As opposition to neoliberalism grew in the early 1980s, the U.S. and European governments and the World Bank increased their funding of NGOs. There is a direct relation between the growth of social movements challenging the neoliberal model and the effort to subvert them by creating alternative forms of social action through the NGOs. The basic point of convergence between the NGOs and the World Bank was their common opposition to “statism.” On the surface the NGOs criticized the state from a “left” perspective defending civil society, while the right did so in the name of the market. In reality, however, the World Bank, the neoliberal regimes, and western foundations co-opted and encouraged the NGOs to undermine the national welfare state by providing social services to compensate the victims of the multinational corporations (MNCs). In other words, as the neoliberal regimes at the top devastated communities by inundating the country with cheap imports, extracting external debt payment, abolishing labor legislation, and creating a growing mass of low-paid and unemployed workers, the NGOs were funded to provide “self-help” projects, “popular education,” and job training, to temporarily absorb small groups of poor, to co-opt local leaders, and to undermine anti-system struggles.
The NGOs became the “community face” of neoliberalism, intimately related to those at the top and complementing their destructive work with local projects. In effect the neoliberals organized a “pincer” operation or dual strategy. Unfortunately many on the left focused only on “neoliberalism” from above and the outside (International Monetary Fund, World Bank) and not on neoliberalism from below (NGOs, micro-enterprises). A major reason for this oversight was the conversion of many ex-Marxists to the NGO formula and practice. Anti-Statism was the ideological transit ticket from class politics to “community development,” from Marxism to the NGOs.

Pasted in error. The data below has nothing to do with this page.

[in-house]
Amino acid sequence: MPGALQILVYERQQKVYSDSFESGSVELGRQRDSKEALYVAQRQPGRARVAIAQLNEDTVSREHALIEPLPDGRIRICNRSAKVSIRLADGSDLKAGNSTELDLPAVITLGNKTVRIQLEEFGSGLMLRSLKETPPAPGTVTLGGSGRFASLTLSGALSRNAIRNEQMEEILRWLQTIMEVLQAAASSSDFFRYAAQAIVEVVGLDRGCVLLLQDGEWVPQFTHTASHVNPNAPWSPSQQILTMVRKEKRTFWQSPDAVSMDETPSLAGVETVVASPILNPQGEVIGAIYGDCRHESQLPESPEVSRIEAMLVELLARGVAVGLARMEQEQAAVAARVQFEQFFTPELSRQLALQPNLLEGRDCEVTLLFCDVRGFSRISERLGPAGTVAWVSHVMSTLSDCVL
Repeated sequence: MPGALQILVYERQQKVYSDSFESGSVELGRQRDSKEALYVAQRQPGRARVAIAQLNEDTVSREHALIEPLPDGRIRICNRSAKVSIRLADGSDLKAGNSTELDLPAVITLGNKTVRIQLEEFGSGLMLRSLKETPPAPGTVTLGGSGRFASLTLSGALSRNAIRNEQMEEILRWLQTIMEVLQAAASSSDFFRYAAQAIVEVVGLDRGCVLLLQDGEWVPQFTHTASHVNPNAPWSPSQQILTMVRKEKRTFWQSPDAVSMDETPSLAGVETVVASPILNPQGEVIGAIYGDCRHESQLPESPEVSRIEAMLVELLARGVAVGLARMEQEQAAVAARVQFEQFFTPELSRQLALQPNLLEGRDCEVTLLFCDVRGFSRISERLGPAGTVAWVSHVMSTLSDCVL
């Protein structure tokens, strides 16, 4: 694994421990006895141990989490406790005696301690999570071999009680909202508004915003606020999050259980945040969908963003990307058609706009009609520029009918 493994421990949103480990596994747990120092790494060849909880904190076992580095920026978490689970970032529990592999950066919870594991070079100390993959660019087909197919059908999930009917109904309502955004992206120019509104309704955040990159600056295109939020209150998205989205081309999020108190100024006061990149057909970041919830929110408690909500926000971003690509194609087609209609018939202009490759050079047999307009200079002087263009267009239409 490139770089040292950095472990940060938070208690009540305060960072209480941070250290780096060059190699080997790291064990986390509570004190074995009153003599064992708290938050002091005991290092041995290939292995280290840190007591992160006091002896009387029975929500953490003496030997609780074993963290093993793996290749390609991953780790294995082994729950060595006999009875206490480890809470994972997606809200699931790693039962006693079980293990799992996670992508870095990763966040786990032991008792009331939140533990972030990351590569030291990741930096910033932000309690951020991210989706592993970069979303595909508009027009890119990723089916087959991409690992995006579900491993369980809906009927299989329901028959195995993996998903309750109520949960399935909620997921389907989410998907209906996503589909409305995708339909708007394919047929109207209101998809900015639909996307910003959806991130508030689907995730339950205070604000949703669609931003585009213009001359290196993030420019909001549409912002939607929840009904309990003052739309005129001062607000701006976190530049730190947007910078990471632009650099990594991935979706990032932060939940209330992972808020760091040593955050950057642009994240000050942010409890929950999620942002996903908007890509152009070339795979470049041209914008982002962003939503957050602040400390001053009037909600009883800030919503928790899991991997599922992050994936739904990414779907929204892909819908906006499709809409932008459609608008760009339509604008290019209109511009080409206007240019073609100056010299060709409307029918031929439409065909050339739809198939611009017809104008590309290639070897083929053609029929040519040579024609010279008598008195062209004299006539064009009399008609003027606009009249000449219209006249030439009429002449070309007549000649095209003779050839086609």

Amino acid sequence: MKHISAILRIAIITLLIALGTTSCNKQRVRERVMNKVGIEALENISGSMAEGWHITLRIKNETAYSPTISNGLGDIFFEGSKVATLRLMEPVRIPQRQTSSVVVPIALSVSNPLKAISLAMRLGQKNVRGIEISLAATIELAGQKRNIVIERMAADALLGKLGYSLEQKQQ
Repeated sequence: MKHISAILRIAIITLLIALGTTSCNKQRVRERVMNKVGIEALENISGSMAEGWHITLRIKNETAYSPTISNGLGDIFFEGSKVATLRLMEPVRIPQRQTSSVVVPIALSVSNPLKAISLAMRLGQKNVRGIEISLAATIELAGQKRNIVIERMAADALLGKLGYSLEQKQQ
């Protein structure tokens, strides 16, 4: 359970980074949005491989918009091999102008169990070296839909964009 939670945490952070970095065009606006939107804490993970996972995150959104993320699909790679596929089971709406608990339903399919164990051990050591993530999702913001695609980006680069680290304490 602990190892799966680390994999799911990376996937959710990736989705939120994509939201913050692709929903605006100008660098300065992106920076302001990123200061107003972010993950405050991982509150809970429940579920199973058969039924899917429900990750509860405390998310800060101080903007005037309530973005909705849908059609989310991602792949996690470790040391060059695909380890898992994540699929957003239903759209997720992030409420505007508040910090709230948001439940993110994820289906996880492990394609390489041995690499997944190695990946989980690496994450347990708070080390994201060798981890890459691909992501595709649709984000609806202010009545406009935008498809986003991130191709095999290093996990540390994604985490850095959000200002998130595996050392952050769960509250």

Typically, NGO ideologues counterpose “state” power to “local” power. State power is, they argue, distant from its citizens, autonomous, and arbitrary, and it tends to develop interests different from and opposed to those of its citizens, while local power is necessarily closer and more responsive to the people. But apart from historical cases where the reverse has also been true, this leaves out the essential relation between state and local power—the simple truth that state power wielded by a dominant, exploiting class will undermine progressive local initiatives, while that same power in the hands of progressive forces can reinforce such initiatives.